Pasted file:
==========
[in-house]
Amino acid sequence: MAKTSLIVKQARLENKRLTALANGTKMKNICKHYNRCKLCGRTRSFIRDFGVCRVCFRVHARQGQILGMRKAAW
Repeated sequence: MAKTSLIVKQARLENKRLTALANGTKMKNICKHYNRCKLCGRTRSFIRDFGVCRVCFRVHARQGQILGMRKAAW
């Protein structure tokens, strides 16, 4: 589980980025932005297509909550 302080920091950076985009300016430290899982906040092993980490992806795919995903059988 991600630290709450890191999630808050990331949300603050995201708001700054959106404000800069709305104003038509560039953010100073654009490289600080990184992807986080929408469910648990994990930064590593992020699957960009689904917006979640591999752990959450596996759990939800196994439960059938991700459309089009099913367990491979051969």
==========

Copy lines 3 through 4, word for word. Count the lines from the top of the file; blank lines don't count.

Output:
Repeated sequence: MAKTSLIVKQARLENKRLTALANGTKMKNICKHYNRCKLCGRTRSFIRDFGVCRVCFRVHARQGQILGMRKAAW
């Protein structure tokens, strides 16, 4: 589980980025932005297509909550 302080920091950076985009300016430290899982906040092993980490992806795919995903059988 991600630290709450890191999630808050990331949300603050995201708001700054959106404000800069709305104003038509560039953010100073654009490289600080990184992807986080929408469910648990994990930064590593992020699957960009689904917006979640591999752990959450596996759990939800196994439960059938991700459309089009099913367990491979051969």